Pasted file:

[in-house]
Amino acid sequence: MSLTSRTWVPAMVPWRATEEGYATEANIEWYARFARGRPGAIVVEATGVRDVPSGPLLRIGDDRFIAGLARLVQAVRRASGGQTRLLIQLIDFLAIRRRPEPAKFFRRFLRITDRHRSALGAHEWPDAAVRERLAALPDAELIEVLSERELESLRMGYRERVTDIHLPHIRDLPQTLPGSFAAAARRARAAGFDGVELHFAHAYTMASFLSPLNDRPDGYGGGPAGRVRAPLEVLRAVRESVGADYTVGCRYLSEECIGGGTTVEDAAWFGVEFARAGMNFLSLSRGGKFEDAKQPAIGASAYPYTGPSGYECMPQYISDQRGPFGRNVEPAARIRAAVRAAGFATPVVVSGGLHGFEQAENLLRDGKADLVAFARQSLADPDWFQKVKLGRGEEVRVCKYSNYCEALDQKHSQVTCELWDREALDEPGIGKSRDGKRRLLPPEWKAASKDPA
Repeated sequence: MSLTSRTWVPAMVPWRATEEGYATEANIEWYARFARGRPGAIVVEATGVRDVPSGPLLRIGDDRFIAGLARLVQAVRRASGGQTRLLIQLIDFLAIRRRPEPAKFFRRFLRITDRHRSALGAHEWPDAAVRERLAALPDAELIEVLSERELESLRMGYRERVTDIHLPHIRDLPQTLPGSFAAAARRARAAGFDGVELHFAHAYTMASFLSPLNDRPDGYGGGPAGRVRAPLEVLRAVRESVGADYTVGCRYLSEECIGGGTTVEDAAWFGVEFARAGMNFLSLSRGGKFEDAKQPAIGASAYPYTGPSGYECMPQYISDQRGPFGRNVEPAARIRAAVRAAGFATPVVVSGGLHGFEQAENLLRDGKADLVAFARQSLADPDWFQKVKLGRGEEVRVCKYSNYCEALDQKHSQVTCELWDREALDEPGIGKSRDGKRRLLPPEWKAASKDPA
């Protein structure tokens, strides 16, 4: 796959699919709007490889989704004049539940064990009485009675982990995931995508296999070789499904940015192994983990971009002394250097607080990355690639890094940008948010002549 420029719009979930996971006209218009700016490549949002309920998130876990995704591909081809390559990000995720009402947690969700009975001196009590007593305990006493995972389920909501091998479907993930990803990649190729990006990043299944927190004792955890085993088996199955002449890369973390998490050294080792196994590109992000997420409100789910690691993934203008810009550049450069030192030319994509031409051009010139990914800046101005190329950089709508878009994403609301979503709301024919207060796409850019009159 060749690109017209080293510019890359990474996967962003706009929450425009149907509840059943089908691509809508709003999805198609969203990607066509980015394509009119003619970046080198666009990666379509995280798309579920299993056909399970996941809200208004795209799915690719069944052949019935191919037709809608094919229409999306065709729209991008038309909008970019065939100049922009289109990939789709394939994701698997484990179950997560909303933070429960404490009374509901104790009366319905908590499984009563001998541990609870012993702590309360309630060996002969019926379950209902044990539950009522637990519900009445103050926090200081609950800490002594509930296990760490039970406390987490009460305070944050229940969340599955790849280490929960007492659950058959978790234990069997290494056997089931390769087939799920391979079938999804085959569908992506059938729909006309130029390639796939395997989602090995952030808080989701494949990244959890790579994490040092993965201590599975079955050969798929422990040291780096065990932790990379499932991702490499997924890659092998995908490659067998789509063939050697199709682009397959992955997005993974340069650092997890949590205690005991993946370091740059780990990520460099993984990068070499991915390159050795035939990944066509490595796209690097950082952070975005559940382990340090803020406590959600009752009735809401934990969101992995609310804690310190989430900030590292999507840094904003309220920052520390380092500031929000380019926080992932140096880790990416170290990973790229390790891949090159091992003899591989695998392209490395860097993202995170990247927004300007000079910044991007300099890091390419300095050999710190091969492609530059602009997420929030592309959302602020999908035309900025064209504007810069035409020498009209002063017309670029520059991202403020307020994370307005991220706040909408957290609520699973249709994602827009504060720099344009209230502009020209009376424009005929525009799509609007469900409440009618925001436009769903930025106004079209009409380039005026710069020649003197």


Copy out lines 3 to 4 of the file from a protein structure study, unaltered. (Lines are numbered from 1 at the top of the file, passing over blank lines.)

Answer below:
Repeated sequence: MSLTSRTWVPAMVPWRATEEGYATEANIEWYARFARGRPGAIVVEATGVRDVPSGPLLRIGDDRFIAGLARLVQAVRRASGGQTRLLIQLIDFLAIRRRPEPAKFFRRFLRITDRHRSALGAHEWPDAAVRERLAALPDAELIEVLSERELESLRMGYRERVTDIHLPHIRDLPQTLPGSFAAAARRARAAGFDGVELHFAHAYTMASFLSPLNDRPDGYGGGPAGRVRAPLEVLRAVRESVGADYTVGCRYLSEECIGGGTTVEDAAWFGVEFARAGMNFLSLSRGGKFEDAKQPAIGASAYPYTGPSGYECMPQYISDQRGPFGRNVEPAARIRAAVRAAGFATPVVVSGGLHGFEQAENLLRDGKADLVAFARQSLADPDWFQKVKLGRGEEVRVCKYSNYCEALDQKHSQVTCELWDREALDEPGIGKSRDGKRRLLPPEWKAASKDPA
């Protein structure tokens, strides 16, 4: 796959699919709007490889989704004049539940064990009485009675982990995931995508296999070789499904940015192994983990971009002394250097607080990355690639890094940008948010002549 420029719009979930996971006209218009700016490549949002309920998130876990995704591909081809390559990000995720009402947690969700009975001196009590007593305990006493995972389920909501091998479907993930990803990649190729990006990043299944927190004792955890085993088996199955002449890369973390998490050294080792196994590109992000997420409100789910690691993934203008810009550049450069030192030319994509031409051009010139990914800046101005190329950089709508878009994403609301979503709301024919207060796409850019009159 060749690109017209080293510019890359990474996967962003706009929450425009149907509840059943089908691509809508709003999805198609969203990607066509980015394509009119003619970046080198666009990666379509995280798309579920299993056909399970996941809200208004795209799915690719069944052949019935191919037709809608094919229409999306065709729209991008038309909008970019065939100049922009289109990939789709394939994701698997484990179950997560909303933070429960404490009374509901104790009366319905908590499984009563001998541990609870012993702590309360309630060996002969019926379950209902044990539950009522637990519900009445103050926090200081609950800490002594509930296990760490039970406390987490009460305070944050229940969340599955790849280490929960007492659950058959978790234990069997290494056997089931390769087939799920391979079938999804085959569908992506059938729909006309130029390639796939395997989602090995952030808080989701494949990244959890790579994490040092993965201590599975079955050969798929422990040291780096065990932790990379499932991702490499997924890659092998995908490659067998789509063939050697199709682009397959992955997005993974340069650092997890949590205690005991993946370091740059780990990520460099993984990068070499991915390159050795035939990944066509490595796209690097950082952070975005559940382990340090803020406590959600009752009735809401934990969101992995609310804690310190989430900030590292999507840094904003309220920052520390380092500031929000380019926080992932140096880790990416170290990973790229390790891949090159091992003899591989695998392209490395860097993202995170990247927004300007000079910044991007300099890091390419300095050999710190091969492609530059602009997420929030592309959302602020999908035309900025064209504007810069035409020498009209002063017309670029520059991202403020307020994370307005991220706040909408957290609520699973249709994602827009504060720099344009209230502009020209009376424009005929525009799509609007469900409440009618925001436009769903930025106004079209009409380039005026710069020649003197």